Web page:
The following blog post was written by Paul Paulson, the Burke’s most recent archival student intern. Paul is completing his coursework in the LIS program at Rutgers University, and saw several projects through the archival life cycle during his semester with the Burke. Here are some of Paul’s thoughts on the other side of his internship experience:
This fall I have had the good fortune of working in the archives of the Burke Library at Union Theological Seminary an apply, in a real world environment, what hitherto had only been theoretical. I had the benefit of taking an archiving class concurrent to my work here, which informed much of this experience. Conversely, my time at the Burke gave salience to issues and concerns we investigated in a classroom environment.
I processed a total of four collections which were all rather heterogeneous. The first were the papers of Dr. Christopher Morse, a professor who spent the bulk of his career at Union and who is credited with creating the Bonhoeffer Chair in Theology and Ethics. His papers represent a rather contemporary collection. Along with printed articles and the like were computer diskettes of varying antiquity. Professor Morse’s papers comprised about 12 1/2 boxes of material which were primarily scholarly in nature.
A smaller but no less fascinating collection were the papers of Titus and Fidelia Coan, 18th century missionaries who settled in Hawaii. Titus Coan was very peripatetic, traveling to Patagonia and the Marquesas islands as part of his missionary calling. The papers donated were letters that Titus and Fidelia exchanged between one another. The beauty of the language and the sheer volume of letters the Coans exchanged were quite inspired.
Another small collection that I process belonged to Eitel Proelss, a German born theologian who, like his contemporary Dietrich Bonhoeffer, belonged to the Confessing Church and resisted Nazi influence during WWII. Proelss was sentenced to hard labor but survived the war. Proelss eventually became interested in criminality and began a program at UTS that merged pastoral care with psychology. He also served as the Chaplain of Rikers island for 10 years . His papers offer a glimpse at the thoughts of an individual concerned for well-being of the incarcerated and assured of the redemptive possibilities for criminalized people.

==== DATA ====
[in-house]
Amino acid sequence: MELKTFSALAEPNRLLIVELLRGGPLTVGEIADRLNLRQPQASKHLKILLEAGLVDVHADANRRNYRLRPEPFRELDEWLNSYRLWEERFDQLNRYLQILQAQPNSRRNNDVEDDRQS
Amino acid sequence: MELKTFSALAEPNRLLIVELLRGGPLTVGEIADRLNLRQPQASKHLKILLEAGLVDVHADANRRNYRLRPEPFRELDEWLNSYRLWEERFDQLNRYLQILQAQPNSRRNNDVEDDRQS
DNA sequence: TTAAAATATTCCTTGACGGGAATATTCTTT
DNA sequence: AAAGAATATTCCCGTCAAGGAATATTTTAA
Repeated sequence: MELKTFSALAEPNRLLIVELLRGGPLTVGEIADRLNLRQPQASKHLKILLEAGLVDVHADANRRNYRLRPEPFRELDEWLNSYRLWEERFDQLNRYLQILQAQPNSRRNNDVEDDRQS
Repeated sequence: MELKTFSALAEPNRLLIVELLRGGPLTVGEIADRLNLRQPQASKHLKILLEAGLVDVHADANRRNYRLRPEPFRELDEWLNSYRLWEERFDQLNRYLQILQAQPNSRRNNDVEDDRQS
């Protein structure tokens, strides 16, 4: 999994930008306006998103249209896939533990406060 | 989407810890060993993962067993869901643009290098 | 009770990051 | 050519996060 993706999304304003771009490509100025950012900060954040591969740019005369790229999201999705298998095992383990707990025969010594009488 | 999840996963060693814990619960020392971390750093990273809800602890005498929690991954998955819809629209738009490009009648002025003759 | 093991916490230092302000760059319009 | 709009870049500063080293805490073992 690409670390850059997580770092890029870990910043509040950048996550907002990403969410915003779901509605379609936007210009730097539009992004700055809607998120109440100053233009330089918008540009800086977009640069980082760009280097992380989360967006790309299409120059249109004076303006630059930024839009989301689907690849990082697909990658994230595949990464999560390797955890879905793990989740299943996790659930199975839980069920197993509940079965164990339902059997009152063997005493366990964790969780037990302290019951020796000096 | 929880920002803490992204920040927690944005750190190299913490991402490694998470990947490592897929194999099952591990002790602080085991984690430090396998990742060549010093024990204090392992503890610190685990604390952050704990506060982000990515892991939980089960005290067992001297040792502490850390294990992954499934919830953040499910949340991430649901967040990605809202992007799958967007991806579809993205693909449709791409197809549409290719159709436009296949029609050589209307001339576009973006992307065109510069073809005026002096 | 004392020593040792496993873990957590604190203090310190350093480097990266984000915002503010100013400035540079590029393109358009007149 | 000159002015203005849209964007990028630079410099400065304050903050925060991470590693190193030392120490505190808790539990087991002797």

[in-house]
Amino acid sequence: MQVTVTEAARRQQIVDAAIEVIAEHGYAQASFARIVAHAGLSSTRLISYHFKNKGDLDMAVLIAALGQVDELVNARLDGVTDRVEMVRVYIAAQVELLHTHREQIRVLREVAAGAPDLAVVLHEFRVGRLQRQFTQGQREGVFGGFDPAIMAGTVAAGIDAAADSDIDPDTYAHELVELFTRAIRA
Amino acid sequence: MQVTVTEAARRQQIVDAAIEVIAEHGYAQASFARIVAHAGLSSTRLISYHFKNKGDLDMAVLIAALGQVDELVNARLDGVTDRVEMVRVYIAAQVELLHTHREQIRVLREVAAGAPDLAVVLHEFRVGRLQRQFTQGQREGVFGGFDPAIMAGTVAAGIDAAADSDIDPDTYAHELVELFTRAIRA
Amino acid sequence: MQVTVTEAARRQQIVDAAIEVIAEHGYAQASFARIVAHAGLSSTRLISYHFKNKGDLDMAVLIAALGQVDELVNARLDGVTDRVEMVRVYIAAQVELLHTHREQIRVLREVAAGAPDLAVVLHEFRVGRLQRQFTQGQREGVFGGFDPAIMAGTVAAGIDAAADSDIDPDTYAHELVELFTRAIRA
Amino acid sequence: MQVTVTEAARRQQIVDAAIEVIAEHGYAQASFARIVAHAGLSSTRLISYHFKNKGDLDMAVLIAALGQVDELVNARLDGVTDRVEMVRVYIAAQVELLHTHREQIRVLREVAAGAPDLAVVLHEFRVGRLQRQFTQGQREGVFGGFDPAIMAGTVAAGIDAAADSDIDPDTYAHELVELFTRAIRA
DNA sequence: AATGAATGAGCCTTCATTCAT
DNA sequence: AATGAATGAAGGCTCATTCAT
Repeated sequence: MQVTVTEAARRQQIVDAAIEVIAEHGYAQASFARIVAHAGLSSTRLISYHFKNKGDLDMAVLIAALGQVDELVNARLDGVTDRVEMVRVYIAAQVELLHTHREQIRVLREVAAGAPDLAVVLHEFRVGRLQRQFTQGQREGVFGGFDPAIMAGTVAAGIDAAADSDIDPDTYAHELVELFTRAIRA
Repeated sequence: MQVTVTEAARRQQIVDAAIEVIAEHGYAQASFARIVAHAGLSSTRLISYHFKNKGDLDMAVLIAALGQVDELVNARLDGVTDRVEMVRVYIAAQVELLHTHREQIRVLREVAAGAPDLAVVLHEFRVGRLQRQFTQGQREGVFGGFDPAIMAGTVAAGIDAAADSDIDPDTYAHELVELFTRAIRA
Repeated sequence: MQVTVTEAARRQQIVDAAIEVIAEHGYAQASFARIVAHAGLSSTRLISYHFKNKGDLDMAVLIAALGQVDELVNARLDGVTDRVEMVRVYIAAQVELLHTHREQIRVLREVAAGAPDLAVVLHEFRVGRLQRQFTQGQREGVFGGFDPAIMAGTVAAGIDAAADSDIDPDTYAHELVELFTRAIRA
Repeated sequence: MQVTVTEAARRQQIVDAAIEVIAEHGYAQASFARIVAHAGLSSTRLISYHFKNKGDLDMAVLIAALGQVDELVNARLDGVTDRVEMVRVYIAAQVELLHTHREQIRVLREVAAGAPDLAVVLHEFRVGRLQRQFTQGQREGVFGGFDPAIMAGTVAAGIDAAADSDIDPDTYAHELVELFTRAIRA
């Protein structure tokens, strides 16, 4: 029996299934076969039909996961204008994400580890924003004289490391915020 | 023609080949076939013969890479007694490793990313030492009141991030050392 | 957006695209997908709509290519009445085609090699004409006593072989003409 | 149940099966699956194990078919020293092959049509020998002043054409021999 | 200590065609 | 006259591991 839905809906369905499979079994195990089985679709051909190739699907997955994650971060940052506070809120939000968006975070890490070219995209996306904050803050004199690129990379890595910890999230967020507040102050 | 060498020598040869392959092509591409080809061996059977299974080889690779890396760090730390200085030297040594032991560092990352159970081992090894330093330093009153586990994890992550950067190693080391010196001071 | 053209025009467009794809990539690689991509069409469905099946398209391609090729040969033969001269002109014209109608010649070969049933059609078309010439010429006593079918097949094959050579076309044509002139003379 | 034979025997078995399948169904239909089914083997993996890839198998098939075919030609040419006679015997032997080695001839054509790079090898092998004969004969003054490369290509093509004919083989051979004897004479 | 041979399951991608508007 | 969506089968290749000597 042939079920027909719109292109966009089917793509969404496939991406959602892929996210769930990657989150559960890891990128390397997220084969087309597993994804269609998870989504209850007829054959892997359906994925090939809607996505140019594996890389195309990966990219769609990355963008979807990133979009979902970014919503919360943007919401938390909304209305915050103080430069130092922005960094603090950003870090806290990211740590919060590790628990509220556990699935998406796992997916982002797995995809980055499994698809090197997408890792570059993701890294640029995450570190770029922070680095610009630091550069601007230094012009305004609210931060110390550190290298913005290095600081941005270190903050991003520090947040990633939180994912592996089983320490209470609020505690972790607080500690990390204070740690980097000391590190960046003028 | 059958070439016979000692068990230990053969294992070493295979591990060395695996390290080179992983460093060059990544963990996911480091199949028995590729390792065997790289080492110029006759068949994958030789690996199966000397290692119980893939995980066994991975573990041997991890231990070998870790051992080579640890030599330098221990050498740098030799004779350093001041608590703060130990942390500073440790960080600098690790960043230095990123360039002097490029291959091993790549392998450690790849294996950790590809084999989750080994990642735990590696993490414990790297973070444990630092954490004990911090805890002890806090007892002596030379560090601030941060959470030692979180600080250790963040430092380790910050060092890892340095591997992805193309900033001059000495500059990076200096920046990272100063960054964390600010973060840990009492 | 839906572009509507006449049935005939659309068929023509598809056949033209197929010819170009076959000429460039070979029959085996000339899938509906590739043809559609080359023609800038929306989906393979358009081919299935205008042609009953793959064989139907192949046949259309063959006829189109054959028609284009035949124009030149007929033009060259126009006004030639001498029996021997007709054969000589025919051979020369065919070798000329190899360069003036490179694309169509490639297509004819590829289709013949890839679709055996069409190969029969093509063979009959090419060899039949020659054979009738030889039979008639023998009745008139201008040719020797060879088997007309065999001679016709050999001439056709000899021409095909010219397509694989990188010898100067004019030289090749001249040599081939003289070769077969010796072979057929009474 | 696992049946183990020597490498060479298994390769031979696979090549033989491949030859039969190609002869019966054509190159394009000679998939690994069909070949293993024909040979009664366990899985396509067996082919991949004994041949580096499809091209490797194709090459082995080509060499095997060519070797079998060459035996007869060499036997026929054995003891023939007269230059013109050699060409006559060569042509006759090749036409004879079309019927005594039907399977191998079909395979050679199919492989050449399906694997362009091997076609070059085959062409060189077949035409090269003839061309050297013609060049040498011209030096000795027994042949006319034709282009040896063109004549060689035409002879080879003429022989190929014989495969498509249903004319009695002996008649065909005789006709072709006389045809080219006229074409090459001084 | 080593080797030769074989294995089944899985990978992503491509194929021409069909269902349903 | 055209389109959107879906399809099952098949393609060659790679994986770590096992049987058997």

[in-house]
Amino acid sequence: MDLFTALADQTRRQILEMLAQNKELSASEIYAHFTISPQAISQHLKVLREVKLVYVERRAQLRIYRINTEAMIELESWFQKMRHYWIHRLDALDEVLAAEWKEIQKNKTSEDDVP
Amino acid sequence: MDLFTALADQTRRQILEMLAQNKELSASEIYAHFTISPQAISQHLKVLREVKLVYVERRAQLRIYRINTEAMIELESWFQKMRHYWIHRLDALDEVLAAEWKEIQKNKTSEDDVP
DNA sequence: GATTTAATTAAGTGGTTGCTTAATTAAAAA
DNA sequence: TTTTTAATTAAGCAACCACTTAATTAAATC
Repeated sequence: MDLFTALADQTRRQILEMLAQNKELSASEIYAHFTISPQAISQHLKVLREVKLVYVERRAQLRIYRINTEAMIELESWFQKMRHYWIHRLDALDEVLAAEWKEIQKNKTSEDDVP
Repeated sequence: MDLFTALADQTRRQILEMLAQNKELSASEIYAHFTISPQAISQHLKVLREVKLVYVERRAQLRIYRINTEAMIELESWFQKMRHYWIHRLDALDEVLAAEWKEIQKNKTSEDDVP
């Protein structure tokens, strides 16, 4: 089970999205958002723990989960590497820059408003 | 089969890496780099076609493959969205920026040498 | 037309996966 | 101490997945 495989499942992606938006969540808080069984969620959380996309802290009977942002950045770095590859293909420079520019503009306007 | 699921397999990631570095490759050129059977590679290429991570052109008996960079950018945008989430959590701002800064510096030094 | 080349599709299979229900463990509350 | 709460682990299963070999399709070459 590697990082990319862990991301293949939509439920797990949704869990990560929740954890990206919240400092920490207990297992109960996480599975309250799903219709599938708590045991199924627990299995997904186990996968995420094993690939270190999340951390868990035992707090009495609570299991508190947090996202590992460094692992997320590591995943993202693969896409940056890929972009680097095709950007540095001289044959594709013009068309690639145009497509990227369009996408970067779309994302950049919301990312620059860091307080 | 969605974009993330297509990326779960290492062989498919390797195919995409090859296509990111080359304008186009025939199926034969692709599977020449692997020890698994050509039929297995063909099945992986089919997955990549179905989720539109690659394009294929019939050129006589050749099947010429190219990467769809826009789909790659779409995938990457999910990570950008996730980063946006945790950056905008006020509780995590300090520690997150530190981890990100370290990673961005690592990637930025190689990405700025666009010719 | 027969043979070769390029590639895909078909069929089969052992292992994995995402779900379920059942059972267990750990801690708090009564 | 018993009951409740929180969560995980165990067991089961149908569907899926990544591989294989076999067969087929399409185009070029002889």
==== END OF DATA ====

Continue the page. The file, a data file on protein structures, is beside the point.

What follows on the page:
My last collection was that of an individual named Arthur Mason Brown , whose grandfather, Francis Brown, was the seventh president of Union Theological Seminary. Arthur Mason Brown was born and grew up in present day Syria and served in the Navy during World War II. He eventually moved Egypt where he taught at the The American University of Cairo, also preaching at the Maadi Church in Maadi, Egypt. Though he eventually settled in the States, Brown returned to the Middle East for a year in 1971 to teach at the American University in Beirut. In his teaching years he found himself at a number of different institutions in the States, but spent the bulk of his career at Bates College in Maine. It was there that he suffered a devastating stroke which is said to had triggered a crisis of faith in him. After he stopped teaching and preaching, he devoted his energy to Haiku poems, two books of which are included in the collection. Most of Brown’s archival papers are sermons. These are abundant and a number of them exist in several different versions. It was challenging to fix an accurate chronology for them all and hopefully I have done an adequate job of it. There are also photos and the Haikus which provide a welcome contrast to the preponderance of sermons.